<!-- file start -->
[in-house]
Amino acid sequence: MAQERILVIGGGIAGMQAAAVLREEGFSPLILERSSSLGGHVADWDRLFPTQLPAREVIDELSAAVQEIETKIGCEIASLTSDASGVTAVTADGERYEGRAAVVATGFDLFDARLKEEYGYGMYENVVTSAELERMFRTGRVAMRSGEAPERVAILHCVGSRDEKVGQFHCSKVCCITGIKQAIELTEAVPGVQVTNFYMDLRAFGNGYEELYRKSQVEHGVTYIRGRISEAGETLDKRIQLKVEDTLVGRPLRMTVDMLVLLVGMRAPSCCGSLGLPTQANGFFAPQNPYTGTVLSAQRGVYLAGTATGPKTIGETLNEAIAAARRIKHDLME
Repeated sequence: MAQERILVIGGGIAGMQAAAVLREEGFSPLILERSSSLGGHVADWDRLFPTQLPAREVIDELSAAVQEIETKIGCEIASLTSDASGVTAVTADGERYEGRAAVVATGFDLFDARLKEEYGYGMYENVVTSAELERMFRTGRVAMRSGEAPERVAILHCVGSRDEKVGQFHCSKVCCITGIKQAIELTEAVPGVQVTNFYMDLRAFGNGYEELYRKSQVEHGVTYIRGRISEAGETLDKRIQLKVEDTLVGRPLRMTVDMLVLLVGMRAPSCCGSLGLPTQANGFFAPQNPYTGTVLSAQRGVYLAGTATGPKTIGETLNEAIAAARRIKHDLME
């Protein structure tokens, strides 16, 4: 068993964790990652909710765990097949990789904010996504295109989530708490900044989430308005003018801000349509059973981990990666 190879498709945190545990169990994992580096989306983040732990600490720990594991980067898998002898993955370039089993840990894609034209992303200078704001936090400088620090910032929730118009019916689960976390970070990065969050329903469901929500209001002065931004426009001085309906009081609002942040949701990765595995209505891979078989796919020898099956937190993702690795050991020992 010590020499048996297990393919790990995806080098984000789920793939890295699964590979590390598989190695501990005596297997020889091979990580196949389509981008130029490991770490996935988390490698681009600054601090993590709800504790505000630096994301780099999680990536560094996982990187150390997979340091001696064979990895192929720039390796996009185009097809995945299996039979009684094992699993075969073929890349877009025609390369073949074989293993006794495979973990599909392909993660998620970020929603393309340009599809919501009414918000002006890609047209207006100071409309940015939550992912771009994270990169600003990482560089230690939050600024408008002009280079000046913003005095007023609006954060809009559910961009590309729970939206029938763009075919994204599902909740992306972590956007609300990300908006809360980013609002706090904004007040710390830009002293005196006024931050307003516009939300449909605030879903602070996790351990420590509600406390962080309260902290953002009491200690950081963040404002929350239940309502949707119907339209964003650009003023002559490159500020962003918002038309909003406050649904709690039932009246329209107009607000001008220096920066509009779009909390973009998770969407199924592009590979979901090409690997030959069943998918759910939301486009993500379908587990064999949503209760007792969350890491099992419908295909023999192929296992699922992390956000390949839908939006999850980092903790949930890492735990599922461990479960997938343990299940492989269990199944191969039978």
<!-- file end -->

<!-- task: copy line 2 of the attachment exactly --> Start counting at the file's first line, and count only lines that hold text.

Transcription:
Amino acid sequence: MAQERILVIGGGIAGMQAAAVLREEGFSPLILERSSSLGGHVADWDRLFPTQLPAREVIDELSAAVQEIETKIGCEIASLTSDASGVTAVTADGERYEGRAAVVATGFDLFDARLKEEYGYGMYENVVTSAELERMFRTGRVAMRSGEAPERVAILHCVGSRDEKVGQFHCSKVCCITGIKQAIELTEAVPGVQVTNFYMDLRAFGNGYEELYRKSQVEHGVTYIRGRISEAGETLDKRIQLKVEDTLVGRPLRMTVDMLVLLVGMRAPSCCGSLGLPTQANGFFAPQNPYTGTVLSAQRGVYLAGTATGPKTIGETLNEAIAAARRIKHDLME